Fantasy Football: The five best surprises of the first half


Fantasy Football: The five best surprises of the first half

Nobody can predict the future.

That's an important fact to keep in mind as you read through or listen to any fantasy football preseason advice. Whoever is doling out the info is just guessing at best, because that's all it is: An educated guess.

Every fantasy season, plenty of surprises come out of nowhere - both good and bad.

[RELATED - Fantasy Football: The most disappointing players of the first half]

As we enter Week 8, we sit at roughly the halfway mark between most fantasy regular seasons in leagues, so the CSN Fantasy crew is taking a look at the best surprises at each position:

QB - Andy Dalton, CIN & Blake Bortles, JAC

These were the Nos. 26 and 27 QBs off the board in ESPN drafts, going unselected in most leagues and formats. Entering Week 8, Dalton is No. 4 on the leaderboard among QBs, ahead even of Aaron Rodgers. Bortles is the No. 6 QB thanks to three straight multiple-TD games.

Who expected this out of either guy? Dalton threw for 33 tuddies and almost 4,300 yards in 2013, but took a major step back last year (3,398 yards, 19 TD) despite not missing a game. This year, Dalton is averaging more than two TDs a contest, on pace for 37 TDs and almost 4,700 yards.

Bortles, meanwhile, has already thrown four more TDs than last seven fewer games. The second-year Jags QB is on pace for more than 4,100 yards and 34 TDs, which helps make up for his 18-INT pace. He has a solid stable of receiving options in Allen Robinson, Allen Hurns and Julius Thomas and the Jags are an up-and-coming team on both sides of the ball.

Of course, there is the chance that both players are just out to a hot start. But they also both have the talent (and, in the case of Dalton, the track record) to keep this up for the rest of the fantasy season, at least. (Tony Andracki)

RB - Devonta Freeman, ATL

Raise your hand if you had Devonta Freeman tied with New England Patriots quarterback Tom Brady as the leading fantasy scorer through seven weeks of the season. I certainly didn't.

The second-year running back out of Florida State has blown his ADP of 117 out of the water. He's scored 161.1 total fantasy points for a ridiculous average of 23 points per game. The next closest running back is Mark Ingram who has 98.5 total points.

[ROTOWORLD - Week 8 touches and targets]

No longer is Freeman a change-of-pace third down back who's only skill is catching passes out of the backfield — pretty much all he was in 2014 with 473 total yards. Freeman was put on notice when the Atlanta Falcons used a Day 2 draft selection on Tevin Coleman. In response, Freeman has transformed into one of the best all-around backs in the game, and is running behind a Top 5 offensive line. Time will tell if he can keep it up this pace, but so far he's made a believer out of everybody. (Scott Krinch)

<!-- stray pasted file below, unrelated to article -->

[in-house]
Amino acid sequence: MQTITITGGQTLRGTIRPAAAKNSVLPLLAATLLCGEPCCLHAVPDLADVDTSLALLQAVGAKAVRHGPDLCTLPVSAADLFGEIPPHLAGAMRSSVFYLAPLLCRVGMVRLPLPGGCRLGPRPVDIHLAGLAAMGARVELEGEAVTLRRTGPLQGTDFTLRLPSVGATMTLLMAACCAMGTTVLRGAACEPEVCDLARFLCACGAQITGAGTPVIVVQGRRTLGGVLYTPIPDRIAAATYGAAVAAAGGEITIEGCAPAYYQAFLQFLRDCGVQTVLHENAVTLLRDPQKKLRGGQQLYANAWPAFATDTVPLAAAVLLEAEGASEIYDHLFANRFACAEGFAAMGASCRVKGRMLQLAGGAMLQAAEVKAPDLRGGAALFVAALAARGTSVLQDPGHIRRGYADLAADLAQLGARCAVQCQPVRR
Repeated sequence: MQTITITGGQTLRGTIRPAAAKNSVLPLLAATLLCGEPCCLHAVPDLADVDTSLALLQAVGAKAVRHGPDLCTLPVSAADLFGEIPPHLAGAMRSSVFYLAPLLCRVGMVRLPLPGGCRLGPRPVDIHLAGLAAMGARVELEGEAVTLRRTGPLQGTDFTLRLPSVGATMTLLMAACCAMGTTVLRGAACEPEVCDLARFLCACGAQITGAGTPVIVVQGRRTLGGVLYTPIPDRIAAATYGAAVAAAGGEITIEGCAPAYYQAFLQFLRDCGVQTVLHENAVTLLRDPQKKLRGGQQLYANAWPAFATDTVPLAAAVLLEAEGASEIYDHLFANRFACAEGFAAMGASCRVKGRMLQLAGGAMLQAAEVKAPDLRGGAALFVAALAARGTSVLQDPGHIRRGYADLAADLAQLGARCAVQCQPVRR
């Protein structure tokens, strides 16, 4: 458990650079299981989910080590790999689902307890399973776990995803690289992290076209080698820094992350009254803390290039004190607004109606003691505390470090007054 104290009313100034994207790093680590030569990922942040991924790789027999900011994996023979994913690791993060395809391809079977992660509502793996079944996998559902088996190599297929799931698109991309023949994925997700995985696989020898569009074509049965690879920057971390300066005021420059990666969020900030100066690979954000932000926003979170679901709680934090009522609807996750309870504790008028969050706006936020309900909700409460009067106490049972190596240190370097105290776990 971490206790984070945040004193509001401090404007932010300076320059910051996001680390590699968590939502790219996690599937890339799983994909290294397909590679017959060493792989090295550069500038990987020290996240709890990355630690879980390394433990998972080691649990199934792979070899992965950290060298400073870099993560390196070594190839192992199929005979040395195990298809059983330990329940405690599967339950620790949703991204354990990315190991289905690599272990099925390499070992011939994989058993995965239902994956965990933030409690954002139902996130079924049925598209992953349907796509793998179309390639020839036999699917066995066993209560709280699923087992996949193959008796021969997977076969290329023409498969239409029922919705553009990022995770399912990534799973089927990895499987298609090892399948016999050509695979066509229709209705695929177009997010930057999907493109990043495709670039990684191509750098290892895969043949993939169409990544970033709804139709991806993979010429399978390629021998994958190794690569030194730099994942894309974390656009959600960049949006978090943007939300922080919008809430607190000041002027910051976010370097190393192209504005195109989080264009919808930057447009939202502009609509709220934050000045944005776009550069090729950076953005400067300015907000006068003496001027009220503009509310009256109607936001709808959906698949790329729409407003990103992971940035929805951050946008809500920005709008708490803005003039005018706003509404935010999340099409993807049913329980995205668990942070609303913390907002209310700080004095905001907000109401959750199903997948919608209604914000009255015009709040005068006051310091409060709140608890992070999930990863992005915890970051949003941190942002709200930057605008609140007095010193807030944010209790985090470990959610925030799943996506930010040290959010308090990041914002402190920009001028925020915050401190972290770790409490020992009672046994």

WR - Travis Benjamin, CLE

It's all about the U. And Travis Benjamin. Undrafted everywhere other than the annual Benjamin family fantasy league (probably), the Browns' new No. 1 wide receiver has been phenomenal after having a preseason ADP at 170.0. In his first three seasons the Miami product caught 41 passes and five touchdowns; in seven games this year he's at 35/575/4 and is the No. 6 wide receiver in standard leagues.

His 11.9 fantasy points per game rank him above A.J. Green, Emmanuel Sanders, Antonio Brown and Amari Cooper. That's not to say Benjamin will continue his torrid pace, but he's absolutely denounced the notion that he was simply a one- or two-week wonder and just a home-run threat after catching six passes, three of which went for touchdowns, in the season's first two weeks.

After combining for just seven targets in those first two weeks, his targets by game have gone as such: 10, 10, 12, 13, 8. Easily his most impressive game came in Week 5, when he caught nine passes on 13 targets for 147 yards against the vaunted Broncos secondary. Doing all this with Josh McCown (and Johnny Manziel under center) has made this an even bigger surprise. That, and no other Browns receiver has really made a name for himself, notably the absent Dwayne Bowe. That means more targets for the 5-foot-10 Benjamin, who is locked in as a high-end WR2 until further notice. Kudos are in order if you snagged him in Week 3 or 4, because it's paying off in a big way. A Browns wide receiver not only worth owning, but worth starting every week? Now I've seen it all. (Mark Strotman)

TE - Gary Barnidge, CLE

In Week 3, we were all saying "Wow, the Raiders are so bad they let some dude named Gary Barnidge torch them." Now, we are saying "Wow who DOESN'T Gary Barnidge torch?" The Browns TE has certainly been one of the Waiver Wire Pickups of the Year and has not disappointed since his Week 3 coming out party. Since that performance against the Raiders, he's posted double digit fantasy points in standard leagues every week since.

[Complete CSN fantasy football coverage]

Now can he keep it up? I don't see why not as long as Josh McCown is still behind center. In the two games Johnny Manziel played in, Barnidge didn't post pretty numbers (4 catches, 55 yards combined). If Barnidge can score double-digit points against the Broncos defense, I have faith in him in most matchups for the rest of the year. Long live Gary Barnidge. (John "The Professor" Paschall)

Film review: Albert Wilson's 75-yard TD shows how Sunday was an aberration for the Bears' defense

Film review: Albert Wilson's 75-yard TD shows how Sunday was an aberration for the Bears' defense

(For a bonus film review, check out the video above of Akiem Hicks' forced fumble on the one-yard line)

When Eddie Jackson didn’t stay on top shoulder of Randall Cobb in the fourth quarter of the Bears’ season opener, there was a clear coaching point from that 75-yard backbreaking touchdown. The Bears’ defensive mantra the week after was to focus on “plastering” receivers, which this defense did a good job of over the next three weeks.